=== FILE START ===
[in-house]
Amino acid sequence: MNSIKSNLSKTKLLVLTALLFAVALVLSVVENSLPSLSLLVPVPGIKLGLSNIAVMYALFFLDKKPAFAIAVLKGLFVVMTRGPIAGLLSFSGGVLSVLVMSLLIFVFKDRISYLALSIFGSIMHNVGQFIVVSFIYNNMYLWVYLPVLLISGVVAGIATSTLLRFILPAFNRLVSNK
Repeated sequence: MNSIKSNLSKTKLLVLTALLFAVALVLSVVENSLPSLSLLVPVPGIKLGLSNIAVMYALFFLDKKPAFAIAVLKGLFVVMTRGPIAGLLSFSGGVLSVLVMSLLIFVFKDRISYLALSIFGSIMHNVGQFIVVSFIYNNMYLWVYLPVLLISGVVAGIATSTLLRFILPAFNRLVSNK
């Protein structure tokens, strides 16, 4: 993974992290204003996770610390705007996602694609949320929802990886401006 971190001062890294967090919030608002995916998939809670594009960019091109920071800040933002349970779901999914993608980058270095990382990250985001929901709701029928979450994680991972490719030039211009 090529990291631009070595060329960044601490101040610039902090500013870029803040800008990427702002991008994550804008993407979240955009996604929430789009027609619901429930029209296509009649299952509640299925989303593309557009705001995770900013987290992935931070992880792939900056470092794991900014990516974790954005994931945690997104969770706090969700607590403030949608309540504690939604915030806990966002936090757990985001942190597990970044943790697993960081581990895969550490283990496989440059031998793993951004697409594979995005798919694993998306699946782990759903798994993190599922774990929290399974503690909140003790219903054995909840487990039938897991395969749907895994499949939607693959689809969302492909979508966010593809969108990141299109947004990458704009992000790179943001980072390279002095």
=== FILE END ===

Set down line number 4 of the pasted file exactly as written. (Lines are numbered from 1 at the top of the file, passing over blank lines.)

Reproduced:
């Protein structure tokens, strides 16, 4: 993974992290204003996770610390705007996602694609949320929802990886401006 971190001062890294967090919030608002995916998939809670594009960019091109920071800040933002349970779901999914993608980058270095990382990250985001929901709701029928979450994680991972490719030039211009 090529990291631009070595060329960044601490101040610039902090500013870029803040800008990427702002991008994550804008993407979240955009996604929430789009027609619901429930029209296509009649299952509640299925989303593309557009705001995770900013987290992935931070992880792939900056470092794991900014990516974790954005994931945690997104969770706090969700607590403030949608309540504690939604915030806990966002936090757990985001942190597990970044943790697993960081581990895969550490283990496989440059031998793993951004697409594979995005798919694993998306699946782990759903798994993190599922774990929290399974503690909140003790219903054995909840487990039938897991395969749907895994499949939607693959689809969302492909979508966010593809969108990141299109947004990458704009992000790179943001980072390279002095």